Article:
Abstract

Living technology aims to help people expand their experiences in everyday life. The environment offers people ways to interact with it, which we call affordances. Living technology is a design for new affordances. When we experience something new, we remember it by the way we perceive and interact with it. Recent studies in neuroscience have led to the idea of a default mode network, which is a baseline activity of a brain system. The autonomy of artificial life must be understood as a sort of default mode that self-organizes its baseline activity, preparing for its external inputs and its interaction with humans. I thus propose a method for creating a suitable default mode as a design principle for living technology. I built a machine called the mind time machine (MTM), which runs continuously for 10 h per day and receives visual data from its environment using 15 video cameras. The MTM receives and edits the video inputs while it self-organizes the momentary now. Its base program is a neural network that includes chaotic dynamics inside the system and a meta-network that consists of video feedback systems. Using this system as the hardware and a default mode network as a conceptual framework, I describe the system's autonomous behavior. Using the MTM as a testing ground, I propose a design principle for living technology.

1 Introduction

Any basic science can lead to innovative applications. Artificial life (ALife) studies are no exception. The purpose of living technology is to bring to fruition the concepts developed through the study of ALife, such as self-reproduction, autonomy, enaction, robustness, open-ended evolution, and evolvability, in a real-world context [15].

In this article, I will discuss a design principle of living technology through a real-world ALife system. In contrast to an artificially simulated environment, the real world presents many unexpected complex encounters, and living systems are essentially adaptive to these complexities. I designed an artificial system that can be a first test of artificial systems' ability to survive autonomously in an open environment. We require that any ALife should be autonomous in the first place and cope with various kinds of sensory flows while simultaneously maintaining its own identity and autonomy over a long period of time.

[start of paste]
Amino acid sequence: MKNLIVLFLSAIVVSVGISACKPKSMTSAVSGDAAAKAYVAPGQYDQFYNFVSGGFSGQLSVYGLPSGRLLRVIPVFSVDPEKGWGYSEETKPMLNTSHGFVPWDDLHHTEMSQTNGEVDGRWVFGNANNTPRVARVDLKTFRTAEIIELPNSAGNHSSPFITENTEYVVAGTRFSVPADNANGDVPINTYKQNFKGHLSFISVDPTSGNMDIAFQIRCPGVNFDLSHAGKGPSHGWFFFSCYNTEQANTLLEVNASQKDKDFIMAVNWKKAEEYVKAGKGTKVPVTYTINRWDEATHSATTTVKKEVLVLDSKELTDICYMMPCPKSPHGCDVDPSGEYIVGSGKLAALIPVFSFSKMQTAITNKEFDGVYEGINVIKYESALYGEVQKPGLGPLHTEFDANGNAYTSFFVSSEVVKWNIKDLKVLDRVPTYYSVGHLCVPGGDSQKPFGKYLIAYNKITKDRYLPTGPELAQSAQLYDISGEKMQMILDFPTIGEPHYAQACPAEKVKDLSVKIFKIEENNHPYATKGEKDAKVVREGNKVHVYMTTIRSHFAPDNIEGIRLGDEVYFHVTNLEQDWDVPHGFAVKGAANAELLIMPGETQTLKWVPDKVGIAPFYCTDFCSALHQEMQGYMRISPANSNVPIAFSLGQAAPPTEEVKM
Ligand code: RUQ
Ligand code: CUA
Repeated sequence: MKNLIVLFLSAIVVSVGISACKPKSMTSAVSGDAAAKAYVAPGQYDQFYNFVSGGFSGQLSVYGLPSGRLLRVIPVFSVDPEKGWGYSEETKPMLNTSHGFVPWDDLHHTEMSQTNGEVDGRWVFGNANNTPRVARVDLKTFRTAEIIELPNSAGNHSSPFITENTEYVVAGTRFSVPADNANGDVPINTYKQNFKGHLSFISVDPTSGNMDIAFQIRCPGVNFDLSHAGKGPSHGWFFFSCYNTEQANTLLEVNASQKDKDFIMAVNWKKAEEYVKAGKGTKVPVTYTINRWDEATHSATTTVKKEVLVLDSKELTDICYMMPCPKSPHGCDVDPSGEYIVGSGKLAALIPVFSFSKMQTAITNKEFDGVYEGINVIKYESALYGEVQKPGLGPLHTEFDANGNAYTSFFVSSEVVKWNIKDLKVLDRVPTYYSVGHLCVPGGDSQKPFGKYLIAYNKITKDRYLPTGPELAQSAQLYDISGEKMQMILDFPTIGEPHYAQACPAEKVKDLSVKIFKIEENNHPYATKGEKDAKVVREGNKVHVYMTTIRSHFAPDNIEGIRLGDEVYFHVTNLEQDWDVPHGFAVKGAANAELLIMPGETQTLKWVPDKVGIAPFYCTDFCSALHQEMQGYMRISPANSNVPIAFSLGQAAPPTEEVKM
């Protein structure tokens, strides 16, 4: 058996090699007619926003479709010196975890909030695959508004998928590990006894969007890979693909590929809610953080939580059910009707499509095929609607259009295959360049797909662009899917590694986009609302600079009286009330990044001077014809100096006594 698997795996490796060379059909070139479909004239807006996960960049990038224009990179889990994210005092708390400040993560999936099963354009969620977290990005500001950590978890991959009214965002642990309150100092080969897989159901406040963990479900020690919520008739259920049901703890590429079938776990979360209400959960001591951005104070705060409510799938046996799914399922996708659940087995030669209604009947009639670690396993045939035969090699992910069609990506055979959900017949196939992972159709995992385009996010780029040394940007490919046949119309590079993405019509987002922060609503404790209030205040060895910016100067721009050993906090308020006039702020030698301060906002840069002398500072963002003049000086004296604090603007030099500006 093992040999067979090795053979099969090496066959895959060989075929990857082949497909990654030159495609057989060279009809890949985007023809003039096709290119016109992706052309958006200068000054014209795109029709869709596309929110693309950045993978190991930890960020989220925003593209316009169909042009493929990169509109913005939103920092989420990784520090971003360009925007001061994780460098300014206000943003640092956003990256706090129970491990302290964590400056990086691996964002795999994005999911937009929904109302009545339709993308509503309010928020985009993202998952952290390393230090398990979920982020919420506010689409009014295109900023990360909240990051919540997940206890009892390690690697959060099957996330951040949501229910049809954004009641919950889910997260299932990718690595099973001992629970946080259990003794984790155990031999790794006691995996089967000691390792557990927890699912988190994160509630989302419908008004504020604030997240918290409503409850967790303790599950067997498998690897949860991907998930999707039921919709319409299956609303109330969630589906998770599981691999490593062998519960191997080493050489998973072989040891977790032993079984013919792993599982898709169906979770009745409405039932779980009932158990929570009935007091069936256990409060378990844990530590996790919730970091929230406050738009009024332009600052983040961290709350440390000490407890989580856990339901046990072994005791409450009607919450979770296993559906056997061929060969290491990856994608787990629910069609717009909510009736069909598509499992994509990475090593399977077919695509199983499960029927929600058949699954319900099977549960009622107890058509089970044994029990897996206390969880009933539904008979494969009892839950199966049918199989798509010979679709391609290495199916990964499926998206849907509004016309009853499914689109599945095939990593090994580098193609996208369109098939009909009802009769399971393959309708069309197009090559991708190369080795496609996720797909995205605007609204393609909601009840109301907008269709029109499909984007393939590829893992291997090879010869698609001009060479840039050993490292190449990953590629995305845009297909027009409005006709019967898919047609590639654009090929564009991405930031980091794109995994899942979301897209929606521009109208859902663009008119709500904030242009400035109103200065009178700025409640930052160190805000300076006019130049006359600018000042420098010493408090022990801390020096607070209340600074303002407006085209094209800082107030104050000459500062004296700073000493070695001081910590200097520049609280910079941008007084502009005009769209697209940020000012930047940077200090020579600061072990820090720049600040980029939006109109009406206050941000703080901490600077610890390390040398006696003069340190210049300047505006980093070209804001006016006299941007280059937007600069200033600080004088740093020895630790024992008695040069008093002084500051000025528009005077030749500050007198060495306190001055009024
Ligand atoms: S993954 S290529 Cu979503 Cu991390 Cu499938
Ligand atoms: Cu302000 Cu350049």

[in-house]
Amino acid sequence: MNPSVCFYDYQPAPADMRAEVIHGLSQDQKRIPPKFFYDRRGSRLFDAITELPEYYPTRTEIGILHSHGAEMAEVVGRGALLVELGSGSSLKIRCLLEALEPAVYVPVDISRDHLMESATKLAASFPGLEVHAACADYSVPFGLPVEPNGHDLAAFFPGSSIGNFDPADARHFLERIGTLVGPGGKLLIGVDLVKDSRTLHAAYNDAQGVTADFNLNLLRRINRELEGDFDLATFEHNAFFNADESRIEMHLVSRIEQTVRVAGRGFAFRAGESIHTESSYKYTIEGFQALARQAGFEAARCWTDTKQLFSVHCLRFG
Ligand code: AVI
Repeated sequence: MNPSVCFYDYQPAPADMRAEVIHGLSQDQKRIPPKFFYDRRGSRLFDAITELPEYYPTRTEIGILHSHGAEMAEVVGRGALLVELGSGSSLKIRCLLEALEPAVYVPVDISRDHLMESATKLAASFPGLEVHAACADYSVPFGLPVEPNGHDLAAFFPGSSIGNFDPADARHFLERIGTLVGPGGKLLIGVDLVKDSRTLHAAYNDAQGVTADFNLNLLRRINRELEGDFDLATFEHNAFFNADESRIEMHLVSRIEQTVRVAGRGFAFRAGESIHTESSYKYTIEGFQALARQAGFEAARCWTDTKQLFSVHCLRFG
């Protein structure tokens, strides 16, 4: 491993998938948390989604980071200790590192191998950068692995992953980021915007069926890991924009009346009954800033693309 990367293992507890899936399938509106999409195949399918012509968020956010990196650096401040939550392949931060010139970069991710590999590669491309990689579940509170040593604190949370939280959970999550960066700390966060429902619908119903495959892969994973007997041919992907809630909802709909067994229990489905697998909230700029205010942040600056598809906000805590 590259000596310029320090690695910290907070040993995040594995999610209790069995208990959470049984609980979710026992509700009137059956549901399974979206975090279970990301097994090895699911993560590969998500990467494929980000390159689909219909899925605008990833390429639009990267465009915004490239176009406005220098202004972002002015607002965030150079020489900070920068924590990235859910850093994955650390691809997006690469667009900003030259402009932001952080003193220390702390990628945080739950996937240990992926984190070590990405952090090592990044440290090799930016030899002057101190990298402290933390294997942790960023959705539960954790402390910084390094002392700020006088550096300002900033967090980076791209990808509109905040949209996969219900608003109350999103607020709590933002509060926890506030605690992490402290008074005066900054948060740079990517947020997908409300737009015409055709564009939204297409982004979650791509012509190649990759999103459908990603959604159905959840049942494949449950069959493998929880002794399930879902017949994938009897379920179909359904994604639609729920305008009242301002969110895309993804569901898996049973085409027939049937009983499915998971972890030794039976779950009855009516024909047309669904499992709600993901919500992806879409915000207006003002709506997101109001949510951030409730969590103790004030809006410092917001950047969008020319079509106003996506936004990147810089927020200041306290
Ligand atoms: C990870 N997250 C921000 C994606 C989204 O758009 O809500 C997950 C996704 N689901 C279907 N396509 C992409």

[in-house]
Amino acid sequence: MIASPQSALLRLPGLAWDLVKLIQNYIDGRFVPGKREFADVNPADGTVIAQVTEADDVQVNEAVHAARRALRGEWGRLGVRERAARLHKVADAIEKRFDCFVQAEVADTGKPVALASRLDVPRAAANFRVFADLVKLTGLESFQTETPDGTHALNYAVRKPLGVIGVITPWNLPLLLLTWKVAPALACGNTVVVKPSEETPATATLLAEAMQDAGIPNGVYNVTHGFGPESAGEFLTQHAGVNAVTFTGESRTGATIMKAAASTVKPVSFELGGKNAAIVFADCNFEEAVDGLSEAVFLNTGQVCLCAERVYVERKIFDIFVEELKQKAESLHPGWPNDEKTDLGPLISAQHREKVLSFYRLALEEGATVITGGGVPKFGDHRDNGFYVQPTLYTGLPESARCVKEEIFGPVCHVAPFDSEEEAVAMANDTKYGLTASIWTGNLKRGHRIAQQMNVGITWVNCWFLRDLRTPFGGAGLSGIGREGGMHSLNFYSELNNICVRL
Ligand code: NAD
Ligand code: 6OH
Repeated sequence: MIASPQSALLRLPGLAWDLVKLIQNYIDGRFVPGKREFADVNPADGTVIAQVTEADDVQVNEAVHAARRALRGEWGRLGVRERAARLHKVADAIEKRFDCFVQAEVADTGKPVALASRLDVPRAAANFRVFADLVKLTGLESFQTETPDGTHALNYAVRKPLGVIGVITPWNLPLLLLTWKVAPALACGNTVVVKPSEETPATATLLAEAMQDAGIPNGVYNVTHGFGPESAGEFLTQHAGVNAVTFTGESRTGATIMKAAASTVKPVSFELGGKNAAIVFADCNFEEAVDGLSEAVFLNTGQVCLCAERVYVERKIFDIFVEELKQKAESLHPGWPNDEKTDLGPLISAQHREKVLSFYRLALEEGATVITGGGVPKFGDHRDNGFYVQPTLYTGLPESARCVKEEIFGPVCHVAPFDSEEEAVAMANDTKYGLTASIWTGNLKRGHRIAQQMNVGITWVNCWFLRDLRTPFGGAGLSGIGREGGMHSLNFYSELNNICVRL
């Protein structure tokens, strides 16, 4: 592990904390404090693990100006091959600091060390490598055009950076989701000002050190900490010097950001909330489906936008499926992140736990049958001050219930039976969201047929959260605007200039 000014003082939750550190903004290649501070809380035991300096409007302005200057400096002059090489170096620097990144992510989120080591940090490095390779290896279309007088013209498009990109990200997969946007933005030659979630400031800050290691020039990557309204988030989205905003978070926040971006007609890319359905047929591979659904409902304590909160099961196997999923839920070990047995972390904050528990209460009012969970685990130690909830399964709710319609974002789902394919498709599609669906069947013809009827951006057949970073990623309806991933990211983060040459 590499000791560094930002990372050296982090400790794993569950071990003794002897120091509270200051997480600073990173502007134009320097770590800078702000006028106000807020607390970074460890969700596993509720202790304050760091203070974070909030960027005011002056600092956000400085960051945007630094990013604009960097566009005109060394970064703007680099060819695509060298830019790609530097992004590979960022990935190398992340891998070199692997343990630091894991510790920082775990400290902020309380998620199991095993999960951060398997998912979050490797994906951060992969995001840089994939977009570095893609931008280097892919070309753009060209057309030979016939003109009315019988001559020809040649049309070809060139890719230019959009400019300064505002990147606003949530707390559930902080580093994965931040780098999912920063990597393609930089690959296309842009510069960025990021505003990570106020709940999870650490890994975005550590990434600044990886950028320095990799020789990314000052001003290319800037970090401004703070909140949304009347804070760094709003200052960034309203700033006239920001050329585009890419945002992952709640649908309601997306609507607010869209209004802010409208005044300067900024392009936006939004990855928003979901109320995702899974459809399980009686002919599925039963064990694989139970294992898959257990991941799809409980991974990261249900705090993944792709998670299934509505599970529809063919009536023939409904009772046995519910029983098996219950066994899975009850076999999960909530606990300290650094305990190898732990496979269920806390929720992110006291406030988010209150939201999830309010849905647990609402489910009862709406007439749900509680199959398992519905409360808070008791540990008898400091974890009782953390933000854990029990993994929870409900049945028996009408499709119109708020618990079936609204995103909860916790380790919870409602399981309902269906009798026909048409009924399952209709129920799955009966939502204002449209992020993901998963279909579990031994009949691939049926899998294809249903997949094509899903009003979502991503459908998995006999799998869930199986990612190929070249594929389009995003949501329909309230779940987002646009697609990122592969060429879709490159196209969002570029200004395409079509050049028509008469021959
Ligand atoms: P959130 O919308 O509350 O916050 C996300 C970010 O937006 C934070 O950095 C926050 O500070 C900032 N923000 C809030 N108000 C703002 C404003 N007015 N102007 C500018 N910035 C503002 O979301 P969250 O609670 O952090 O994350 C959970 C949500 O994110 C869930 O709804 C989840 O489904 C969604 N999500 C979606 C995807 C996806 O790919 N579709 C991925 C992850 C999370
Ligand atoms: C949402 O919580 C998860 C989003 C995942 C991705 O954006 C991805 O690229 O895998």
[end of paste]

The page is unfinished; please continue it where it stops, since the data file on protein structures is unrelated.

In previous studies on ALife in the real world, I conducted novel biochemical and robotic experiments; these approaches are being used to develop an in-depth understanding of robustness [16, 18, 27]. Oil droplets demonstrate a simple chemical phenomenon in response to high pH: Water reacting with oleic anhydride generates self-moving droplets that maintain the reaction on its surface, sustaining self-mobility [4, 5]. Here, the environmental conditions, pH and oleate concentration, are controlled by the droplet motion. I define the robustness of the droplets in terms of their ability to sustain self-moving behavior. In contrast, if we pick an example from the game of Life, we observe that gliders, the simplest moving pattern in the game, appear to display self-moving behavior, but do not actually function in that way. This evolution of self-movement, autonomy, and individuality appears to be a key prerequisite for developing robust behaviors [15].